Tuesday, February 16, 2010

French culture shock over 'work less' art

A Chinese artist found herself caught up in a political row after she decided to poke fun at France's work ethic.
But in tweaking a trademark slogan of French President Nicolas Sarkozy, her work—two seven-meter banners reading "work less" from one side, and "earn more" (or "feel more rewarded")—cut too close to the bone for some French officials. The Ministry of Culture asked for the work be taken down, which then prompted cries of censorship, an apology from Minister of Culture and Communication Frédéric Mitterand and the eventual restoration of the banners.
The work was intended as part of an exhibition based around the theme of the seven-day weekend held at Paris's École Nationale Supérieure des Beaux-Arts, or ENSBA.
"When I first arrived in France I couldn't believe how many strikes there were," said artist Ko Siu Lan.
Mr. Sarkozy has tried to change his countrymen's work ethic. The son of a Hungarian immigrant, he made "work more to earn more" one of his main slogans in his successful 2007 presidential campaign, in a bid to restore the value of work and celebrate wealth.
"I understand it is a very controversial slogan because France is a country that has made a lot of effort to work less," said Ms. Ko.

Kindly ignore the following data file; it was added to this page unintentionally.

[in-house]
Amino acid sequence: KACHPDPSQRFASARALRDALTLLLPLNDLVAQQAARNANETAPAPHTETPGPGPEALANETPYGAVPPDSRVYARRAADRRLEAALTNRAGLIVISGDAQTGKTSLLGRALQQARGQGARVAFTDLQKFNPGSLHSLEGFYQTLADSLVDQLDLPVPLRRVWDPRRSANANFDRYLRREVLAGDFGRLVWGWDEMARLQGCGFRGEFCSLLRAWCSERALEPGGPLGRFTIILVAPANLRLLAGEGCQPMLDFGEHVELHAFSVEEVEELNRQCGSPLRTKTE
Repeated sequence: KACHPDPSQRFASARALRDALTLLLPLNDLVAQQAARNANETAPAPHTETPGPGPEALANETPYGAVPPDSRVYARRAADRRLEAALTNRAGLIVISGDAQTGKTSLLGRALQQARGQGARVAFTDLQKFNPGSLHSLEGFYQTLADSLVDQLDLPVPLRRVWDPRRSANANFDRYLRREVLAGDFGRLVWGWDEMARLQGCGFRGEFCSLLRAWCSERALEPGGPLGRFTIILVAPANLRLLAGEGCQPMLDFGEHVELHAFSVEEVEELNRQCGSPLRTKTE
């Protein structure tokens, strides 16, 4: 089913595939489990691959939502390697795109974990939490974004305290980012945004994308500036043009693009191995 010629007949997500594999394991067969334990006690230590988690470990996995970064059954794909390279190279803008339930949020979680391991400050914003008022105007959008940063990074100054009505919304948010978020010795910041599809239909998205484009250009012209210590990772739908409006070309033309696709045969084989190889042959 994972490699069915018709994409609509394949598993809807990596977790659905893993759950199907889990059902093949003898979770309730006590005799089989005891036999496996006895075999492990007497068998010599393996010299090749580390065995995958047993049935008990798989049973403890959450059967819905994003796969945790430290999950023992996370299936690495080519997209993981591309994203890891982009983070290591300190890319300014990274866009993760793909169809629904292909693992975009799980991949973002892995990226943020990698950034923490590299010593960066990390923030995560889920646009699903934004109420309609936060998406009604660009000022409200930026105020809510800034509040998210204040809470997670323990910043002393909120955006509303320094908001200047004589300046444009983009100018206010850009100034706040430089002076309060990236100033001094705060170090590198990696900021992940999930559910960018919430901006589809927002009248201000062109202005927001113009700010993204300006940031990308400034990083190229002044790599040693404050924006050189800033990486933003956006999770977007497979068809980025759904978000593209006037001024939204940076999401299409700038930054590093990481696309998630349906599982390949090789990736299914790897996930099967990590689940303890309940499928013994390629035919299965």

The banners had been up for just a few hours when the curator of the show, Clare Carolin, was summoned to a meeting by the senior management at the school and told that the work had caused offence to the ministry of culture and had to be taken down.
"I was really, really shocked," said Ms. Ko, 32 years old, who spent two years in Paris before returning to Beijing, where she now lives. "I understand there are conservative people everywhere but for this to happen in France is ridiculous. In art they should be encouraging debate not censoring it."
In a written statement, the college said Ms. Ko had set up her work earlier than arranged, adding that it should have been clearly labeled as a work of art and part of an official exhibition. Instead, the direction said, the work had an overtly political message out of step with the political neutrality to which state-backed art institutions should adhere: "The direction of the college considers that in presenting the art in this way, she was manipulating the establishment."
Ms. Ko said that after threatening to file a legal action against the school over the "censorship" she received a personal call from Mr. Mitterrand, who apologized and asked for the artistic work to be reinstalled.
A spokesman for the Ministry of Culture said that Mr. Mitterand asked for the work to be reinstalled on the exterior of the building as soon as possible. On Saturday,the banners were put back in place.
Ms. Carolin, a senior tutor at the Royal College of Art in London, said the whole event had an element of the absurd about it.
"It seemed absolutely extraordinary that they should take this action against what was a gentle, humorous piece of satire," she said. "It's almost like a farce isn't it? Take it down, put it back up again. I suppose I can see the funny side but there is still a slightly sinister undertone."

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